“There are pictures,” she said. “Go to your computer.” I looked across the compound toward Saadi, who was sitting in his usual spot, speaking casually into his phone, the sun beating down on him. I walked upstairs slowly, not wanting to seem upset, and opened my laptop.
I gasped. A beaten and bloody Muammar Qaddafi lay sprawled across the screen, his lips parted, his eyes vacant. I sat there, frozen in disbelief, until the thought of Saadi, outside with his iPhone, snapped me back. I hurried downstairs and across the grounds to where Saadi was sitting. I didn’t want to tell him that his father had died, but I had to make sure he didn’t see these pictures.
“Give me your iPhone,” I said, holding out my hand.
He handed it to me wordlessly, but as I turned to walk away, he spoke: “What do we know?”
“Nothing,” I lied.
As soon as I was back inside, I turned on the television and watched as a series of grainy cellphone videos cycled across the screen. I could take this in, the blood and the chaos and the ecstatic mob, but I wondered how a son would ever be able to watch any of it. Before I could figure out how to break the news to Saadi, though, the job was done for me. I heard footsteps outside, and walked to the window in time to see a group of Nigerien guards go over to him, their heads hung low, to deliver their condolences. He nodded a thank-you, then returned to sitting exactly as he had been before, staring straight ahead. A few of the Libyan boys who were staying at the compound had by now gathered at his feet. The wind rustled the trees and sprinkled the mattresses with dead leaves, but no one moved.
Saadi spent the rest of the day like this, sitting motionless, as people came and went, paying respects. Outside the compound, the world cheered the death of a tyrant. But here, in a small walled compound in Niamey, Niger, the man who had died was a father.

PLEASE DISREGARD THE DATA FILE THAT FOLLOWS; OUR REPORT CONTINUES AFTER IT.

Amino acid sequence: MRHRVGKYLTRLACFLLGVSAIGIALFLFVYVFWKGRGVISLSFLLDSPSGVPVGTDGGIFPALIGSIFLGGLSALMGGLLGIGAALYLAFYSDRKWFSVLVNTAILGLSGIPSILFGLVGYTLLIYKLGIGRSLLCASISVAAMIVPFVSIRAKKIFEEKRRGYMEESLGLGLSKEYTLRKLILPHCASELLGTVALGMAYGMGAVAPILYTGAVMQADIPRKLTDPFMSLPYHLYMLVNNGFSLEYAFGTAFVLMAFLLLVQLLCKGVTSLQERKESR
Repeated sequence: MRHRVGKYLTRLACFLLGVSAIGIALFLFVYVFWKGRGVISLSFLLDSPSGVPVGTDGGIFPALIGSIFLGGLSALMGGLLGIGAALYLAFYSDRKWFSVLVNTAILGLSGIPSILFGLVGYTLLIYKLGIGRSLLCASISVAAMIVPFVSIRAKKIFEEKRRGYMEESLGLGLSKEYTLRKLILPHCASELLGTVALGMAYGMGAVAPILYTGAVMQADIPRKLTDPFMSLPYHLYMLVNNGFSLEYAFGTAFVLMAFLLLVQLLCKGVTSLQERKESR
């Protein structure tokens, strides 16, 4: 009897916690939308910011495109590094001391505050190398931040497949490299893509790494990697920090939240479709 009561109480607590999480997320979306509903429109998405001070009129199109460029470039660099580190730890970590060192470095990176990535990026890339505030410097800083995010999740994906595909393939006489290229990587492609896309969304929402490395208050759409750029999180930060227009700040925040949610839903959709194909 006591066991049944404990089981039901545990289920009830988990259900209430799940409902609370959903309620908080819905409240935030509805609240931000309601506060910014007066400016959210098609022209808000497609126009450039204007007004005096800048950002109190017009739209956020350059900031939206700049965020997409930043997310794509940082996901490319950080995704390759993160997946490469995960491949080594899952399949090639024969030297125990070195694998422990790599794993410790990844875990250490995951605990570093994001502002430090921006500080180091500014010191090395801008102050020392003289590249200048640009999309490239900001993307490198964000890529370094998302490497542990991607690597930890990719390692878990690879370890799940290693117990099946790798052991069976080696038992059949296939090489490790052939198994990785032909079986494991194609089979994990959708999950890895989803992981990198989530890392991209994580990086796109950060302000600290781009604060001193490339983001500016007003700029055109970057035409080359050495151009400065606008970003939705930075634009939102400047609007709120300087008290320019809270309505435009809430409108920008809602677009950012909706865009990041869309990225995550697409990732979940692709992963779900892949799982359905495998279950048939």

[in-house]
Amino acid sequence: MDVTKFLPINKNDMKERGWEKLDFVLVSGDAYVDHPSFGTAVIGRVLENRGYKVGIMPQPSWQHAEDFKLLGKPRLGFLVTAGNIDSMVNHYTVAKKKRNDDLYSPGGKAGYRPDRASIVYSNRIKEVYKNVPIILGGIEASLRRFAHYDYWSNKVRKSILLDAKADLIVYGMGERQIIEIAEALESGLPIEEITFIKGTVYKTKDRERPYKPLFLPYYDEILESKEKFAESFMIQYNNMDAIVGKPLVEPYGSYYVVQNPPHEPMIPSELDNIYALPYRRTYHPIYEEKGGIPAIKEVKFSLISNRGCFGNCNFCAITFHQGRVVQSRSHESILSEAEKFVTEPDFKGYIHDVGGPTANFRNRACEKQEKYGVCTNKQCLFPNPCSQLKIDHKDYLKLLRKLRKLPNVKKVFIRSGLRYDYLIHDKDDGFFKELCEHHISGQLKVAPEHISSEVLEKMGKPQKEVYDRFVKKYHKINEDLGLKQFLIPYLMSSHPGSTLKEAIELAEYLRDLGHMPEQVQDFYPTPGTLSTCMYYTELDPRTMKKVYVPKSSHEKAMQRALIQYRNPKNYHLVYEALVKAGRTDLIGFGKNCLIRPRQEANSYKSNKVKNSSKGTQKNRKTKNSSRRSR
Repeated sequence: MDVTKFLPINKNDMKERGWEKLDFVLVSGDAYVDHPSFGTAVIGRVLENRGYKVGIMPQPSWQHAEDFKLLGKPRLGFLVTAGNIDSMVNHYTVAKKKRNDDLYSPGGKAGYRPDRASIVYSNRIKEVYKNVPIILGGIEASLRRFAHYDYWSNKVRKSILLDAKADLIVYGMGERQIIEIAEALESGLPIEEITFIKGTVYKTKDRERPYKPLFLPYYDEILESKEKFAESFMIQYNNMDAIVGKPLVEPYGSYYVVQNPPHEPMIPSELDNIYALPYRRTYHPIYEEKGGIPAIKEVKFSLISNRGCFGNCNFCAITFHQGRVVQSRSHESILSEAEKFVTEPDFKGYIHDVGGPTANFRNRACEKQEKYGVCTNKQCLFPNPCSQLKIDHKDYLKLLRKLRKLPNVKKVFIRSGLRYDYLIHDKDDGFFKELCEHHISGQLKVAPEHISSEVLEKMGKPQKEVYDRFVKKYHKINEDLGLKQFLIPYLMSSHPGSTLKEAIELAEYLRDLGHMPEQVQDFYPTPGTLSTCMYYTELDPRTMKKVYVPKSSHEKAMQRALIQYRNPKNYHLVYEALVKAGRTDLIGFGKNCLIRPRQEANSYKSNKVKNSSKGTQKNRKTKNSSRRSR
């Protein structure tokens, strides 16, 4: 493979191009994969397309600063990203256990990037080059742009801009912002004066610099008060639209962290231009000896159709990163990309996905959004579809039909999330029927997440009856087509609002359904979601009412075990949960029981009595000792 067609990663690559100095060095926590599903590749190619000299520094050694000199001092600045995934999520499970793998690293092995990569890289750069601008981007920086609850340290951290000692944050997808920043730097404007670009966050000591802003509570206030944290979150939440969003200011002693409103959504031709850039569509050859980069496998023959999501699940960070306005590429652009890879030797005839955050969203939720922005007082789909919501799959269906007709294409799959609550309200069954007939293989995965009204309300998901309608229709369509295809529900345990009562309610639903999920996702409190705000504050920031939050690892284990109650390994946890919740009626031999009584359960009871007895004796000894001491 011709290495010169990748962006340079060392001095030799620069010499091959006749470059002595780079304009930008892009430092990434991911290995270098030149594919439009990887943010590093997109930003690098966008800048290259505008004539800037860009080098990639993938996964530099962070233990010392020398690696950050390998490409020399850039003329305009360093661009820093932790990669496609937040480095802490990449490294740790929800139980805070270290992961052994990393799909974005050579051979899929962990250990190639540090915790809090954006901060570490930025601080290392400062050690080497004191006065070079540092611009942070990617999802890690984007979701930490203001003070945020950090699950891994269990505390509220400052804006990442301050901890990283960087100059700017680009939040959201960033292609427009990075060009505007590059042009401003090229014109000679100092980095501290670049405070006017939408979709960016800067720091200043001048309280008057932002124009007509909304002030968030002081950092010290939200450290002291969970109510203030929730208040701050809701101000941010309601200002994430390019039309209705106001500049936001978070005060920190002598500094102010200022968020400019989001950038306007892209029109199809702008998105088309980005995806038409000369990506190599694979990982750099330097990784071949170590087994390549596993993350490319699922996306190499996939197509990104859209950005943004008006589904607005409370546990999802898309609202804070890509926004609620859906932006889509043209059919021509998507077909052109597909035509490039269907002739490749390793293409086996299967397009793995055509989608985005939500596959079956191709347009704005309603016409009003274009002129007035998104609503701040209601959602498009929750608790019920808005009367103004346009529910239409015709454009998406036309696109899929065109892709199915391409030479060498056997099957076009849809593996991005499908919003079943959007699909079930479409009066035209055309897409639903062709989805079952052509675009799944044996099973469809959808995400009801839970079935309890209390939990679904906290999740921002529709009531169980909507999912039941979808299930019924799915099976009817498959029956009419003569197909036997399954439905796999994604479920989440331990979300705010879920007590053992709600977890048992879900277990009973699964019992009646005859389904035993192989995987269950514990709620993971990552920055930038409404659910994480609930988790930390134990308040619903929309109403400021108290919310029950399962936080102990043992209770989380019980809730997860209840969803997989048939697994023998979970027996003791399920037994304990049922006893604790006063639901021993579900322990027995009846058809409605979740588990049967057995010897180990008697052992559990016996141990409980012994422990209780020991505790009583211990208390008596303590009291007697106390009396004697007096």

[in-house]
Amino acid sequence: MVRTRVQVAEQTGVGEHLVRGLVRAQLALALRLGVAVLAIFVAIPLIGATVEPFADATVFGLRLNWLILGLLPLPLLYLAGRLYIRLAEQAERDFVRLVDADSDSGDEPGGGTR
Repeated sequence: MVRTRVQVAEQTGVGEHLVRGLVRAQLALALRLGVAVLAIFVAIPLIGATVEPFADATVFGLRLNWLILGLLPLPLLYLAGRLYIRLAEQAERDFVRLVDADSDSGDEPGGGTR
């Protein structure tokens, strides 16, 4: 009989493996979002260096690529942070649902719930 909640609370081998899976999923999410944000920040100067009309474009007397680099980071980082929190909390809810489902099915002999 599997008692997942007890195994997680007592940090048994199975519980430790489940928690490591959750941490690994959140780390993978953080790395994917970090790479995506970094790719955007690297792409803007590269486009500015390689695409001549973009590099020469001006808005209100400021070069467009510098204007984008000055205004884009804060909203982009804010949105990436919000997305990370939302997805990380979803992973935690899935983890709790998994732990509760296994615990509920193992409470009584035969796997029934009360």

Saadi had talked to me often about his complicated relationship with Muammar. Despite a childhood of immense wealth and privilege, Saadi still lacked the thing he wanted most: his father’s approval. He had resented Muammar’s lack of support for his free-trade zone, and the rift between the two had deepened over the course of the war. They hadn’t spoken to each other in three months. Now Saadi appeared to realize that he would never have his father’s approval, or even another conversation with him. And so, while I privately celebrated Muammar Qaddafi’s exit, I grieved for this other man, a friend who in just six months had lost three brothers and his father.
At 10 o’clock that night, Saadi texted me again, from a different phone: “Come Please.” As I crossed the compound, time seemed to slow down, and I saw only shapes: the soft light that the windows cast over the trees, the blur of a white sheet covering Saadi’s legs, the dark silhouettes of boys still sitting in the shadows. I heard the buzzing of insects, and I smelled the fire burning next to him. The air felt heavy.
I collapsed in a chair, and we sat there, side by side but not looking at one another. Neither of us spoke. I heard him crying but did not look over.